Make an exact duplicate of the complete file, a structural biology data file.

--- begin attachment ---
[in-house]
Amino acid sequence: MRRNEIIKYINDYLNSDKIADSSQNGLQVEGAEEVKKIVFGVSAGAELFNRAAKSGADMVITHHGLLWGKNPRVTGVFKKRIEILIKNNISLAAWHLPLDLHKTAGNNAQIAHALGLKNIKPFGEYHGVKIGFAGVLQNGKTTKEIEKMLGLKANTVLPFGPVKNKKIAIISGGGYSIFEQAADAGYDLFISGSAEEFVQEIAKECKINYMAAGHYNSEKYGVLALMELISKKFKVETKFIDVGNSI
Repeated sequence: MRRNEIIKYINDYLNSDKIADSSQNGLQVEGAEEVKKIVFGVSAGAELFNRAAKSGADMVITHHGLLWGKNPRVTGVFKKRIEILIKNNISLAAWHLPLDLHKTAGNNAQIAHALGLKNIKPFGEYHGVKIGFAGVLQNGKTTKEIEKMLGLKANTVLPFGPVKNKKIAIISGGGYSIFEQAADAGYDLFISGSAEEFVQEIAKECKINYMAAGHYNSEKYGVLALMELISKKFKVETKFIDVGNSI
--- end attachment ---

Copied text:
[in-house]
Amino acid sequence: MRRNEIIKYINDYLNSDKIADSSQNGLQVEGAEEVKKIVFGVSAGAELFNRAAKSGADMVITHHGLLWGKNPRVTGVFKKRIEILIKNNISLAAWHLPLDLHKTAGNNAQIAHALGLKNIKPFGEYHGVKIGFAGVLQNGKTTKEIEKMLGLKANTVLPFGPVKNKKIAIISGGGYSIFEQAADAGYDLFISGSAEEFVQEIAKECKINYMAAGHYNSEKYGVLALMELISKKFKVETKFIDVGNSI
Repeated sequence: MRRNEIIKYINDYLNSDKIADSSQNGLQVEGAEEVKKIVFGVSAGAELFNRAAKSGADMVITHHGLLWGKNPRVTGVFKKRIEILIKNNISLAAWHLPLDLHKTAGNNAQIAHALGLKNIKPFGEYHGVKIGFAGVLQNGKTTKEIEKMLGLKANTVLPFGPVKNKKIAIISGGGYSIFEQAADAGYDLFISGSAEEFVQEIAKECKINYMAAGHYNSEKYGVLALMELISKKFKVETKFIDVGNSI